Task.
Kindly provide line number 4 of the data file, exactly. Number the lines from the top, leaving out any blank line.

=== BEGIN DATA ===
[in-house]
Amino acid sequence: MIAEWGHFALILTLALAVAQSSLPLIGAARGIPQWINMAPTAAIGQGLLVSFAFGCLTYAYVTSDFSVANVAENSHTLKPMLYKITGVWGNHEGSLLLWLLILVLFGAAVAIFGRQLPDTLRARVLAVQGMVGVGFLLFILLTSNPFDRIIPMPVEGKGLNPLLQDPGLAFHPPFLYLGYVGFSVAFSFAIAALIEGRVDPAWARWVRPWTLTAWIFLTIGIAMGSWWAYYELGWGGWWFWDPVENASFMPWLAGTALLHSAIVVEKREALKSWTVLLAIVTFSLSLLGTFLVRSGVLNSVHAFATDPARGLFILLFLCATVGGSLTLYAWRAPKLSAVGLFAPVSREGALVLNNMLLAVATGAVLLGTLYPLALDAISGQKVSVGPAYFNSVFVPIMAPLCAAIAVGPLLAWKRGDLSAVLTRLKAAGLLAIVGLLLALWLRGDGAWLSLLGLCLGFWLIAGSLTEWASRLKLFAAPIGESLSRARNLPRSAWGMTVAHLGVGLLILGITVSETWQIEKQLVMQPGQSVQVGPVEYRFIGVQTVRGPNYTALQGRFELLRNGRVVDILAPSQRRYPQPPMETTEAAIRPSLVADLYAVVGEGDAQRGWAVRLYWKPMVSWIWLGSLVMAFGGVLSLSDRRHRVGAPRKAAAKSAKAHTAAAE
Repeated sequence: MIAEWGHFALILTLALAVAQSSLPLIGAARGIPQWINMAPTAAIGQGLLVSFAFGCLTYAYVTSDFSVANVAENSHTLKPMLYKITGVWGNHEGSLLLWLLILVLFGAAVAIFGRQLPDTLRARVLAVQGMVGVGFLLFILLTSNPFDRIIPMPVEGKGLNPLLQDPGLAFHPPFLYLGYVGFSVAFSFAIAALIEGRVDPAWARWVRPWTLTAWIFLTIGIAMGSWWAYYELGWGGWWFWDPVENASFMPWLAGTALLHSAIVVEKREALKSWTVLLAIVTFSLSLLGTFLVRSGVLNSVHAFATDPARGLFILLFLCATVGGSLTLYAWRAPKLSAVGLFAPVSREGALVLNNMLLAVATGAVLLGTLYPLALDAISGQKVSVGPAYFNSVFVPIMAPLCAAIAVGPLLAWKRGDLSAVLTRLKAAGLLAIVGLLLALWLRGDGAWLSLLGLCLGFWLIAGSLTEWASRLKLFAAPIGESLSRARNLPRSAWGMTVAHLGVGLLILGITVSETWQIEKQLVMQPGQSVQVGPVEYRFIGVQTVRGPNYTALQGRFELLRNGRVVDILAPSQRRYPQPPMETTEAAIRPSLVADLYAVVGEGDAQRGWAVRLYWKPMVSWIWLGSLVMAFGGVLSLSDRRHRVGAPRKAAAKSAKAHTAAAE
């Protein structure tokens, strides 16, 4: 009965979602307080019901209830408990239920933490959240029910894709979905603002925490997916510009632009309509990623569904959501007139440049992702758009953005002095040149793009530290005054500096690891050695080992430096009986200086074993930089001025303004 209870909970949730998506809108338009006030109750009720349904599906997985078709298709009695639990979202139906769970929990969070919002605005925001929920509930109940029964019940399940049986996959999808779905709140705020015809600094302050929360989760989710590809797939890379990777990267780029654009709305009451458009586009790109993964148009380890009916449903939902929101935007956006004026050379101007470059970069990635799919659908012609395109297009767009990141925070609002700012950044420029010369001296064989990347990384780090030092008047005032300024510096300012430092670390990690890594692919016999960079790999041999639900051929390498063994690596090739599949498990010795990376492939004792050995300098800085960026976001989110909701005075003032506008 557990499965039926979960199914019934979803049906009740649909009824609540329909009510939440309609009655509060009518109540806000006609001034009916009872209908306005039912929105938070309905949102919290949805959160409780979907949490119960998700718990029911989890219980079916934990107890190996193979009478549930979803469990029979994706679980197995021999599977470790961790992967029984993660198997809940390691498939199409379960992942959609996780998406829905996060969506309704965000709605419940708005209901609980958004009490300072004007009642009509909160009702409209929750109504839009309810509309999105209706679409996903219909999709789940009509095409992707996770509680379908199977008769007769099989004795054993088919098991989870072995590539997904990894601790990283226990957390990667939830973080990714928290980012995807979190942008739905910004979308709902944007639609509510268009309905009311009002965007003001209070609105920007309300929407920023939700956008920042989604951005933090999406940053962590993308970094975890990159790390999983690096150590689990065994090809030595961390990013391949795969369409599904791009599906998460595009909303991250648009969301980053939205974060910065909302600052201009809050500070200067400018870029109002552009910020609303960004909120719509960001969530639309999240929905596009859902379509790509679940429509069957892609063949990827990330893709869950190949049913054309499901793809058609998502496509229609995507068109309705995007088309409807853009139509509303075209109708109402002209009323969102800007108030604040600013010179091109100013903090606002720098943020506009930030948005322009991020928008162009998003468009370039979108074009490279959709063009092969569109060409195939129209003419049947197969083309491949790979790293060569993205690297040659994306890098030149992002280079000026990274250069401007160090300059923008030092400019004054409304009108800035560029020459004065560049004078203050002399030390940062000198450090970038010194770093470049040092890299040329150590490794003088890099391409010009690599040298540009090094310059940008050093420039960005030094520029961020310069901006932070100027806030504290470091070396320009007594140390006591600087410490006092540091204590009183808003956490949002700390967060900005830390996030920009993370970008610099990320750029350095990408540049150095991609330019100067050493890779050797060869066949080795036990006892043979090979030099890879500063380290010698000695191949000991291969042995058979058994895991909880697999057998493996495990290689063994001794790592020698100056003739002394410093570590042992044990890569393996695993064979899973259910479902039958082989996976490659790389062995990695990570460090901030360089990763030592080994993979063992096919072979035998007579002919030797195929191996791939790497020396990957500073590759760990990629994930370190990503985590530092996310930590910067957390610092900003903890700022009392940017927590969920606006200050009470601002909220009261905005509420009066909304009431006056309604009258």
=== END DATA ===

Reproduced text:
């Protein structure tokens, strides 16, 4: 009965979602307080019901209830408990239920933490959240029910894709979905603002925490997916510009632009309509990623569904959501007139440049992702758009953005002095040149793009530290005054500096690891050695080992430096009986200086074993930089001025303004 209870909970949730998506809108338009006030109750009720349904599906997985078709298709009695639990979202139906769970929990969070919002605005925001929920509930109940029964019940399940049986996959999808779905709140705020015809600094302050929360989760989710590809797939890379990777990267780029654009709305009451458009586009790109993964148009380890009916449903939902929101935007956006004026050379101007470059970069990635799919659908012609395109297009767009990141925070609002700012950044420029010369001296064989990347990384780090030092008047005032300024510096300012430092670390990690890594692919016999960079790999041999639900051929390498063994690596090739599949498990010795990376492939004792050995300098800085960026976001989110909701005075003032506008 557990499965039926979960199914019934979803049906009740649909009824609540329909009510939440309609009655509060009518109540806000006609001034009916009872209908306005039912929105938070309905949102919290949805959160409780979907949490119960998700718990029911989890219980079916934990107890190996193979009478549930979803469990029979994706679980197995021999599977470790961790992967029984993660198997809940390691498939199409379960992942959609996780998406829905996060969506309704965000709605419940708005209901609980958004009490300072004007009642009509909160009702409209929750109504839009309810509309999105209706679409996903219909999709789940009509095409992707996770509680379908199977008769007769099989004795054993088919098991989870072995590539997904990894601790990283226990957390990667939830973080990714928290980012995807979190942008739905910004979308709902944007639609509510268009309905009311009002965007003001209070609105920007309300929407920023939700956008920042989604951005933090999406940053962590993308970094975890990159790390999983690096150590689990065994090809030595961390990013391949795969369409599904791009599906998460595009909303991250648009969301980053939205974060910065909302600052201009809050500070200067400018870029109002552009910020609303960004909120719509960001969530639309999240929905596009859902379509790509679940429509069957892609063949990827990330893709869950190949049913054309499901793809058609998502496509229609995507068109309705995007088309409807853009139509509303075209109708109402002209009323969102800007108030604040600013010179091109100013903090606002720098943020506009930030948005322009991020928008162009998003468009370039979108074009490279959709063009092969569109060409195939129209003419049947197969083309491949790979790293060569993205690297040659994306890098030149992002280079000026990274250069401007160090300059923008030092400019004054409304009108800035560029020459004065560049004078203050002399030390940062000198450090970038010194770093470049040092890299040329150590490794003088890099391409010009690599040298540009090094310059940008050093420039960005030094520029961020310069901006932070100027806030504290470091070396320009007594140390006591600087410490006092540091204590009183808003956490949002700390967060900005830390996030920009993370970008610099990320750029350095990408540049150095991609330019100067050493890779050797060869066949080795036990006892043979090979030099890879500063380290010698000695191949000991291969042995058979058994895991909880697999057998493996495990290689063994001794790592020698100056003739002394410093570590042992044990890569393996695993064979899973259910479902039958082989996976490659790389062995990695990570460090901030360089990763030592080994993979063992096919072979035998007579002919030797195929191996791939790497020396990957500073590759760990990629994930370190990503985590530092996310930590910067957390610092900003903890700022009392940017927590969920606006200050009470601002909220009261905005509420009066909304009431006056309604009258």